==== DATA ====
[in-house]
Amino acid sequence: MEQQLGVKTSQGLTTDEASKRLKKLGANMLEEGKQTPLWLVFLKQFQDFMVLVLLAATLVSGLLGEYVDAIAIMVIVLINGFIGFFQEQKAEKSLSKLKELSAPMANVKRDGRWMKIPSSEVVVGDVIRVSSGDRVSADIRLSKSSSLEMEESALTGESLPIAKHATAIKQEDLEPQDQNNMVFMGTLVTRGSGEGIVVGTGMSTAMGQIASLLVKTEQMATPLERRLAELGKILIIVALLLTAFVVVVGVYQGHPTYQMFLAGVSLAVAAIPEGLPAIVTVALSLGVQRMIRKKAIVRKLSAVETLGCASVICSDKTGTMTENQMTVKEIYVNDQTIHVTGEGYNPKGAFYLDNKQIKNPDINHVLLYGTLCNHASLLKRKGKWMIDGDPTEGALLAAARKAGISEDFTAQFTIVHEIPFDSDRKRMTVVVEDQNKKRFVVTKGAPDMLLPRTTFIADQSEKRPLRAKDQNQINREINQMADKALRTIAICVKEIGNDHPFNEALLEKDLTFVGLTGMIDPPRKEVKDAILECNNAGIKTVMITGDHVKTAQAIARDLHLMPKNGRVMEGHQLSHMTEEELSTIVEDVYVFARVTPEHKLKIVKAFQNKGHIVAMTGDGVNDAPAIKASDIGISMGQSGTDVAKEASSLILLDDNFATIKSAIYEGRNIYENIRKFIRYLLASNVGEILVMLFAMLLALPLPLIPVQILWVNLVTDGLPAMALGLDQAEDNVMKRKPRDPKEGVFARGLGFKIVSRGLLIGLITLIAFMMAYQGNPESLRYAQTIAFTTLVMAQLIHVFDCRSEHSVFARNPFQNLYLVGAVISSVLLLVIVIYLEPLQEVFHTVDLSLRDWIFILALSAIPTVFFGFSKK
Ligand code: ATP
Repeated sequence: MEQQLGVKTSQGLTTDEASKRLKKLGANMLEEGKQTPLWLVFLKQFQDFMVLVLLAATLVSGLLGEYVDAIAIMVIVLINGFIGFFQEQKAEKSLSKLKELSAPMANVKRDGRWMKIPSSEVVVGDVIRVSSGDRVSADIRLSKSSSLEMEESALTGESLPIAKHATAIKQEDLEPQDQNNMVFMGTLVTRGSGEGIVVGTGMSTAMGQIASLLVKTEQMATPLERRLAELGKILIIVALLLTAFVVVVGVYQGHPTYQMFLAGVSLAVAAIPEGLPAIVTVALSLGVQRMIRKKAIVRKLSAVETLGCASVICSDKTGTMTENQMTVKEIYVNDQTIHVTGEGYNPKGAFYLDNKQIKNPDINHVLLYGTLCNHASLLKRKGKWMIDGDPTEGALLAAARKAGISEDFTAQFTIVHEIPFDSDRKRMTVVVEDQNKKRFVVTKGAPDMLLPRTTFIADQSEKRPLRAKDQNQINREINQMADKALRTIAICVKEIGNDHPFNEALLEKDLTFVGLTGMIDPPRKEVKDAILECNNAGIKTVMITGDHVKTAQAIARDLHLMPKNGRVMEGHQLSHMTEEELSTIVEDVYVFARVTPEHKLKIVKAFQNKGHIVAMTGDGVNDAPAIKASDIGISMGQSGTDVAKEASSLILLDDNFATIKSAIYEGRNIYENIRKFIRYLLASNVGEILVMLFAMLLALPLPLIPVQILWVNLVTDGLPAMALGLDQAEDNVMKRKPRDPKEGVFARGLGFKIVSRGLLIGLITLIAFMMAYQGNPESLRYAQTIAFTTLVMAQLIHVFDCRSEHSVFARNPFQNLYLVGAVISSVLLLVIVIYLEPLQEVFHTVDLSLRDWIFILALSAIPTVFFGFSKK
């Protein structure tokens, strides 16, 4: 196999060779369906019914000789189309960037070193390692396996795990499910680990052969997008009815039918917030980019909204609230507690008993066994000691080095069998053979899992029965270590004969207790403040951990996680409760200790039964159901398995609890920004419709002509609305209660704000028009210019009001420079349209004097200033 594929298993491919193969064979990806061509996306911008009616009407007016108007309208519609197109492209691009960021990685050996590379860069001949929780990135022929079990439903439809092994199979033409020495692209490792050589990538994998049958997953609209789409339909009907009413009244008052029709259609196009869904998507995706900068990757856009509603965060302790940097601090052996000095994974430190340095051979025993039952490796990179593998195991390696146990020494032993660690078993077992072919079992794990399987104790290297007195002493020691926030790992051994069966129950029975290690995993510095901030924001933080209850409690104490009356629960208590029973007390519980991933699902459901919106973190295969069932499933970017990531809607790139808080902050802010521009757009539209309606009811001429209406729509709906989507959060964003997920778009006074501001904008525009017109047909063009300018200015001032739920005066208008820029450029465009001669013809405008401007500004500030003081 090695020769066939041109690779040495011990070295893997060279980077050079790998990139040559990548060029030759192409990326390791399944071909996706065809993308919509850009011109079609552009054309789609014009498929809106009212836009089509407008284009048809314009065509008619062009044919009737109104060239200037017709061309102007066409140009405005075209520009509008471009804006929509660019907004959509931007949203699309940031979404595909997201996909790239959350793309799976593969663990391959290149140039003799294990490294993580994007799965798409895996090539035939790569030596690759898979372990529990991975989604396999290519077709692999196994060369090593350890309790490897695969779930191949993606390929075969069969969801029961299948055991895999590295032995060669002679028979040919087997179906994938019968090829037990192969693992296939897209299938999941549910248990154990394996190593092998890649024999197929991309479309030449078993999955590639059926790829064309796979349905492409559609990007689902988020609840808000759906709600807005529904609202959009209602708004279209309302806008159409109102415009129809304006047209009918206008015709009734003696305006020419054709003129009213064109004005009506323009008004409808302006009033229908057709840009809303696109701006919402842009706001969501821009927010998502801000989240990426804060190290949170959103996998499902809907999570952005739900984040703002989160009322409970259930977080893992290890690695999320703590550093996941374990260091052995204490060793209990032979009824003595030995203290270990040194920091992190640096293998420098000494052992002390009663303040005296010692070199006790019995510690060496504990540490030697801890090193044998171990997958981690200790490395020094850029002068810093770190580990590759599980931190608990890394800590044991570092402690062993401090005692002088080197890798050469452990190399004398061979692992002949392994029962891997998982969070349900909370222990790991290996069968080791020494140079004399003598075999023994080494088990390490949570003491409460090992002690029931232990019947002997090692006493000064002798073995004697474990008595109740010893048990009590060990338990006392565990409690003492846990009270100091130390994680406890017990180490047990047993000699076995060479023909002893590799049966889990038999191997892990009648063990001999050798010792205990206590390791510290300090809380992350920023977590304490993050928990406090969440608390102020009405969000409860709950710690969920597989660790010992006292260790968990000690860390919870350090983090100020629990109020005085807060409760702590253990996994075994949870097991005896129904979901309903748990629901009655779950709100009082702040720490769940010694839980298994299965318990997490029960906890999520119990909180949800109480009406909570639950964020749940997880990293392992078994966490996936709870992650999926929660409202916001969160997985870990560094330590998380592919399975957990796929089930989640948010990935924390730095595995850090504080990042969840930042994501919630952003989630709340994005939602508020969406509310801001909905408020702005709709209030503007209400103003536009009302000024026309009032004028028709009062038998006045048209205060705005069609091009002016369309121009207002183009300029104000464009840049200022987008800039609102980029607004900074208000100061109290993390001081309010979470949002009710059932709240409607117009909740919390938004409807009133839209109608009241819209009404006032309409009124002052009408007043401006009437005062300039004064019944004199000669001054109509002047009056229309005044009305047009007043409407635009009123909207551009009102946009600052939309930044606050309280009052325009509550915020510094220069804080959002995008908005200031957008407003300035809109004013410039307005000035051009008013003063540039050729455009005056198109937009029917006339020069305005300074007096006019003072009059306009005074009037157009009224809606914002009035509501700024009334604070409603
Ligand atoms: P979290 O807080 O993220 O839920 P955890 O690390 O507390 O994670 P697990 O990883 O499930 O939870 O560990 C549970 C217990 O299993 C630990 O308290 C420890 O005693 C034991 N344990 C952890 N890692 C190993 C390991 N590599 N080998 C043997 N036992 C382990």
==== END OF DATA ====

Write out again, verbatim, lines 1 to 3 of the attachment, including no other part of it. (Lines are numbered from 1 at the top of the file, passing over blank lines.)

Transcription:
[in-house]
Amino acid sequence: MEQQLGVKTSQGLTTDEASKRLKKLGANMLEEGKQTPLWLVFLKQFQDFMVLVLLAATLVSGLLGEYVDAIAIMVIVLINGFIGFFQEQKAEKSLSKLKELSAPMANVKRDGRWMKIPSSEVVVGDVIRVSSGDRVSADIRLSKSSSLEMEESALTGESLPIAKHATAIKQEDLEPQDQNNMVFMGTLVTRGSGEGIVVGTGMSTAMGQIASLLVKTEQMATPLERRLAELGKILIIVALLLTAFVVVVGVYQGHPTYQMFLAGVSLAVAAIPEGLPAIVTVALSLGVQRMIRKKAIVRKLSAVETLGCASVICSDKTGTMTENQMTVKEIYVNDQTIHVTGEGYNPKGAFYLDNKQIKNPDINHVLLYGTLCNHASLLKRKGKWMIDGDPTEGALLAAARKAGISEDFTAQFTIVHEIPFDSDRKRMTVVVEDQNKKRFVVTKGAPDMLLPRTTFIADQSEKRPLRAKDQNQINREINQMADKALRTIAICVKEIGNDHPFNEALLEKDLTFVGLTGMIDPPRKEVKDAILECNNAGIKTVMITGDHVKTAQAIARDLHLMPKNGRVMEGHQLSHMTEEELSTIVEDVYVFARVTPEHKLKIVKAFQNKGHIVAMTGDGVNDAPAIKASDIGISMGQSGTDVAKEASSLILLDDNFATIKSAIYEGRNIYENIRKFIRYLLASNVGEILVMLFAMLLALPLPLIPVQILWVNLVTDGLPAMALGLDQAEDNVMKRKPRDPKEGVFARGLGFKIVSRGLLIGLITLIAFMMAYQGNPESLRYAQTIAFTTLVMAQLIHVFDCRSEHSVFARNPFQNLYLVGAVISSVLLLVIVIYLEPLQEVFHTVDLSLRDWIFILALSAIPTVFFGFSKK
Ligand code: ATP